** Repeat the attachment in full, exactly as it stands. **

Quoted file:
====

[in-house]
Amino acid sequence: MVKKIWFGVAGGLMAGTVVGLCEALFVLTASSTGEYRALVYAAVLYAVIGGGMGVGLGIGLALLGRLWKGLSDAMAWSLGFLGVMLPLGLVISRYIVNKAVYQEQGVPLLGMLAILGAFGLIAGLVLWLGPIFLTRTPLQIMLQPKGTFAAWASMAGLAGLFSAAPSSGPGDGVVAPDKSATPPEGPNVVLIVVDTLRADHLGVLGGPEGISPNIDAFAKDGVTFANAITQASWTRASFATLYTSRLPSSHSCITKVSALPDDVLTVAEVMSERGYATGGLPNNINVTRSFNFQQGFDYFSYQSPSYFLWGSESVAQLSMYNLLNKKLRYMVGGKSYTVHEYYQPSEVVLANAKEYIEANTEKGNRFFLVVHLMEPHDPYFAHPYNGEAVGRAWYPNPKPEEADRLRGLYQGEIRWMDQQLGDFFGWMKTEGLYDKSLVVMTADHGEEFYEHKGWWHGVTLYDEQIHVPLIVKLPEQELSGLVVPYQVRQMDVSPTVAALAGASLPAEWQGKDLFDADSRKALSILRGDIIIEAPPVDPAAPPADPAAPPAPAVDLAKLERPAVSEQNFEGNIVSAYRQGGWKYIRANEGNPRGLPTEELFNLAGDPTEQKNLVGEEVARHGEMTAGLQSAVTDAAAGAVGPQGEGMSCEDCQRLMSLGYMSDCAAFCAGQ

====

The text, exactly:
[in-house]
Amino acid sequence: MVKKIWFGVAGGLMAGTVVGLCEALFVLTASSTGEYRALVYAAVLYAVIGGGMGVGLGIGLALLGRLWKGLSDAMAWSLGFLGVMLPLGLVISRYIVNKAVYQEQGVPLLGMLAILGAFGLIAGLVLWLGPIFLTRTPLQIMLQPKGTFAAWASMAGLAGLFSAAPSSGPGDGVVAPDKSATPPEGPNVVLIVVDTLRADHLGVLGGPEGISPNIDAFAKDGVTFANAITQASWTRASFATLYTSRLPSSHSCITKVSALPDDVLTVAEVMSERGYATGGLPNNINVTRSFNFQQGFDYFSYQSPSYFLWGSESVAQLSMYNLLNKKLRYMVGGKSYTVHEYYQPSEVVLANAKEYIEANTEKGNRFFLVVHLMEPHDPYFAHPYNGEAVGRAWYPNPKPEEADRLRGLYQGEIRWMDQQLGDFFGWMKTEGLYDKSLVVMTADHGEEFYEHKGWWHGVTLYDEQIHVPLIVKLPEQELSGLVVPYQVRQMDVSPTVAALAGASLPAEWQGKDLFDADSRKALSILRGDIIIEAPPVDPAAPPADPAAPPAPAVDLAKLERPAVSEQNFEGNIVSAYRQGGWKYIRANEGNPRGLPTEELFNLAGDPTEQKNLVGEEVARHGEMTAGLQSAVTDAAAGAVGPQGEGMSCEDCQRLMSLGYMSDCAAFCAGQ